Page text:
The gap between what men and woman are paid is widening, according to the latest workplace survey figures.
A study carried out by the Workplace Gender Equality Agency (WGEA) found a $266 a week overall difference between what men and women in full-time work earn.
Dr Carla Harris from the WGEA said the gap is now larger than it was 20 years ago and has been increasing.
"It's actually been steadily increasing since about 2004, from about 15 per cent in 2004 and now we're looking at about 17.5 per cent over the last year," she said.
At the moment, the average full time wage for a woman is about 82 cents for every dollar earned by a man in a fulltime job.
The agency calculated it takes 64 extra days of work for the average woman to equal what a man earns in a year.
Over 12 months, the difference works out to be nearly $14,000, and over a working career, unions estimate it at $1 million.
The difference applies to women across the education spectrum.
Research conducted late last year showed the gap in university graduate wages had more than doubled in the last year, going from $2000 to $5000.
Council of Small Business Chair Amanda Lynch said the figures show it is more difficult for women to get a graduate job, especially in male dominated areas, so they will take what salary they are offered.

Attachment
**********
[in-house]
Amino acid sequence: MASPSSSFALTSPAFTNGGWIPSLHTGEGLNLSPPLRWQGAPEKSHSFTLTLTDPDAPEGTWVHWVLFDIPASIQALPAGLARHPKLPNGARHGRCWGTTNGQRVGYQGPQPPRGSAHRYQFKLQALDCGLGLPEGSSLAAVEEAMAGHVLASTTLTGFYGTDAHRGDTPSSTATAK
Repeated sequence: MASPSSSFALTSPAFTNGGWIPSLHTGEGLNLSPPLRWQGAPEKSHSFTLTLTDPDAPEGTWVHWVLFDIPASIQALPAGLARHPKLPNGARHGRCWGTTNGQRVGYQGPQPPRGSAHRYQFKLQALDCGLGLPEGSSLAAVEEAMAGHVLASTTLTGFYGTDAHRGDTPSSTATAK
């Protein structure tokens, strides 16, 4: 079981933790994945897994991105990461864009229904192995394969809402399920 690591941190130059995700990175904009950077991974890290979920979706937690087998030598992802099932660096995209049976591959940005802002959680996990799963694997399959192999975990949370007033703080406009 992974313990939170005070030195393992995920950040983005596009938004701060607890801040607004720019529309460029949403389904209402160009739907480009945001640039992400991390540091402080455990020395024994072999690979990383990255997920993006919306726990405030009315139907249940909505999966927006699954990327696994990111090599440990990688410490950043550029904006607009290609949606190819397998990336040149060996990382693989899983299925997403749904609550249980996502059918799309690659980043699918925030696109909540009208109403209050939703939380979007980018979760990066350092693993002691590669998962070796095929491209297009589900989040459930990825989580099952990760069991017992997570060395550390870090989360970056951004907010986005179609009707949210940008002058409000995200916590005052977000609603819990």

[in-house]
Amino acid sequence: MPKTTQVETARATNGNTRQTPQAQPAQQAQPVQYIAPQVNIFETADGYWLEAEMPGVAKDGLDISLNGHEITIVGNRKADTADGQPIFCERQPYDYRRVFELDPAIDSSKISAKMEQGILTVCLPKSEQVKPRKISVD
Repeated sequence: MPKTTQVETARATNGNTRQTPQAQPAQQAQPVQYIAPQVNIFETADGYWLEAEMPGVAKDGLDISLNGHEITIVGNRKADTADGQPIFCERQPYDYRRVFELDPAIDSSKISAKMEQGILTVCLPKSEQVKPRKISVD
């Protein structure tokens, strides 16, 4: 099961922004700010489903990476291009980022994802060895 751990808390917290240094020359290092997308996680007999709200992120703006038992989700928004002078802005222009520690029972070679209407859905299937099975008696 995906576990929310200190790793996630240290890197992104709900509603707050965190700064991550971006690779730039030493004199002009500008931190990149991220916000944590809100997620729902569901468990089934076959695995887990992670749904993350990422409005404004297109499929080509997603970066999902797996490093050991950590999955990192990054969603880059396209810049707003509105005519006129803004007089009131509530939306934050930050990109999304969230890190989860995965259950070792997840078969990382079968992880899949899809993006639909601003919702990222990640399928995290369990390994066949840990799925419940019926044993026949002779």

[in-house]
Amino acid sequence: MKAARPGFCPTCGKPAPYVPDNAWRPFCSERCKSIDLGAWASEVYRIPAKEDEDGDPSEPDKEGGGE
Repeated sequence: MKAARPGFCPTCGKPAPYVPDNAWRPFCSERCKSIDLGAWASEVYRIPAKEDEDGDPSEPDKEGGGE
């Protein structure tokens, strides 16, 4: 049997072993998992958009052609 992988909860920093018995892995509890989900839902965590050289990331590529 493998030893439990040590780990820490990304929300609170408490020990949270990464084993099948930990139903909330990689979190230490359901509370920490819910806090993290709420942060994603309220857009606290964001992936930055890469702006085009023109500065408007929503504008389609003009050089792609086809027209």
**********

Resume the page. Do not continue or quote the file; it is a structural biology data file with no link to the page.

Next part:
"It's very interesting because when you actually talk to employers, they often don't see it as a problem, " Ms Lynch said.
"They will say that they actually aren't treating their employees differently and there is no gender bias.
"But often the statistics tell a different story. So we believe there is this unconscious gender pay gap that is happening where employers aren't even aware of it."
From next year businesses with 100 or more staff will need to report wages by gender, and what strategies they are employing to address pay gaps.
Dr Harris says the new requirements will shed some light on the issue.
"A lot of the time there's a lot of secrecy around whose being paying what and whose doing what and how there's certain biases that occur within HR and recruitment practices.
"By organisations and businesses having to provide this information it will increase accountability.
"And I think that will go a long way in generating change and making progress in this area.
Dr Harris says the new legislation will hold employers to account.
"Employees will very soon catch on if an employer is saying we are doing this and in fact they are not and holding employers to account," she said.
"I think that will also help those who aren't particularly interested in doing anything, as their employees will kick up a bit of a stink and make them."
The new reporting requirements will apply to all non-government businesses with 100 employees or more.